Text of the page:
There are two ways to predict the future with 100% accuracy. You either have the power to shape the future to your predictions (the God method) or you make your predictions vague enough so that they fit most conceivable outcomes (the Nostradamus method). For those of us without omnipotence and with a desire to write something meaningful, that leaves the alternative: extrapolate from in-depth research, solid statistics and current trends and hope for minimum volatility (disruptive innovation or externalities) in the outcome. That will not get 100%, but even 90% is still extremely valuable. In January 2009 I will revisit these predictions and honestly assess my crystal-ball gazing.
In the murky milky swirls within my USB connected iCrystalBall I see the following developments in security in 2008:
- Accelerating enterprise adoption of mobile platforms leads to more security threats on mobile devices. With carriers, device vendors and mobile operating systems opening up there will be more rich applications on the horizon with the concomitant security concerns. I expect to see more start-ups in the mobile security space developing software solutions around encryption and authentication for phones, PDAs and so on. I also expect mobile carriers to increase investment in R&D and marketing around mobile security.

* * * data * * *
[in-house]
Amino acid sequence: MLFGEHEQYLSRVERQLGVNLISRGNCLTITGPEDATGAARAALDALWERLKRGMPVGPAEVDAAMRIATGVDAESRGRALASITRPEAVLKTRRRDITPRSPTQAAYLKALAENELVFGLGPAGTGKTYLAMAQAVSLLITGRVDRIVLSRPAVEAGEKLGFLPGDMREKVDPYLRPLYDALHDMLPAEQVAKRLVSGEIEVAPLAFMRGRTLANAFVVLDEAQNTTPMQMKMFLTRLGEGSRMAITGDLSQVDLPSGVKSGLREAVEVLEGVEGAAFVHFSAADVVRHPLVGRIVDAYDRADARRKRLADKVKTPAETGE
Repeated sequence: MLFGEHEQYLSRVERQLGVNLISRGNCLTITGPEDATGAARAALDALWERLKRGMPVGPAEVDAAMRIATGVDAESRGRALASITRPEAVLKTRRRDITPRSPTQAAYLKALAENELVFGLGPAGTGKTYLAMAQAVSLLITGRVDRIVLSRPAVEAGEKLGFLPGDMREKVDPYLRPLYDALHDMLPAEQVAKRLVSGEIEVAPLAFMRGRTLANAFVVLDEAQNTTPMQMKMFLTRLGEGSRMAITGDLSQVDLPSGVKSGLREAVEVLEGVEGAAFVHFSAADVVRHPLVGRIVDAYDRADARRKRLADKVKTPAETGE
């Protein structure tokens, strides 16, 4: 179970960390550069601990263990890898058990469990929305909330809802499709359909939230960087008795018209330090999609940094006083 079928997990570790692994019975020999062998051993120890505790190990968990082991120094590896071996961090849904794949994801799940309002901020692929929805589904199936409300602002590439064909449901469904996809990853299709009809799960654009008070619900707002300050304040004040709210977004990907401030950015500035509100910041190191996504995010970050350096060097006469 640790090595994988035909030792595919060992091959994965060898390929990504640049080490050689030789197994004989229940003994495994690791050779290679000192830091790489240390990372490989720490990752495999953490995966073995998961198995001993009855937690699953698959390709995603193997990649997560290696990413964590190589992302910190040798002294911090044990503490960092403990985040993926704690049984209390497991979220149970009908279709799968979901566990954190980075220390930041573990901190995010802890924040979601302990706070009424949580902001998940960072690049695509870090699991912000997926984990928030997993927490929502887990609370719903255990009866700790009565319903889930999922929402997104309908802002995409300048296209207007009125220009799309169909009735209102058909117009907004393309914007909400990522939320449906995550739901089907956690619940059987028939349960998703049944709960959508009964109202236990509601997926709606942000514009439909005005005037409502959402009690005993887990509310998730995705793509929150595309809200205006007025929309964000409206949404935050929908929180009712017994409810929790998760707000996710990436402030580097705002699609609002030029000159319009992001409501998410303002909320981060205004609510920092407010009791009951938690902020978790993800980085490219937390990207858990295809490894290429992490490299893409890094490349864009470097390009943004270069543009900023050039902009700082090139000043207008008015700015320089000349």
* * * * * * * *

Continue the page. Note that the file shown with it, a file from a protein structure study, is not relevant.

- Hard drive encryption on the desktop continues, and spreads to data center. In 2007 encryption of laptop hard drives was funded in more than a fifth of participants in our security research. I expect this trend to accelerate with the introduction of more hard disks with built-in encryption and Trusted Platform Module capabilities. I also expect hard drive encryption to start moving into the server and data center markets as companies adjust to compliance mandates and increased instances of identity theft from corporate databases. Expect encrypted drive technology to roll into server and storage lines from more vendors, and for unit sales to rise steadily.
- Network access control (NAC) sales will continue to fall short of the hype. Appliance-based NAC deployments will continue to grow in a steady but not spectacular fashion. Meanwhile, infrastructure NAC or "forklift NAC" will continue to underwhelm customers through lack of interoperability and high cost of deployment.
- Carrier and ISP-based managed security services for small and midsize businesses (SMB) multiply and spread in the face of burgeoning demand. SMBs lack the skills but need the security and will increasingly outsource security functions ranging from "clean pipe" firewall and anti-distributed denial of service, to spam-virus-malware filtering to specialists.
- The identity theft market is making more than US$100 million in profits in 2007, making them equivalent to No. 3 in profits in the security market. In 2008 the black market profits will surpass those of the top three security pure-play companies, fueled by companies not reporting breaches to law enforcement.
- Virtualization-based compartmentalization of laptops and desktops for security reasons will accelerate. Companies will deploy secured virtual machines as corporate sandboxes on desktops and laptops as a way to control configurations and contain applications and data, using technology from VMware, Citrix, Parallels, Kidaro and others.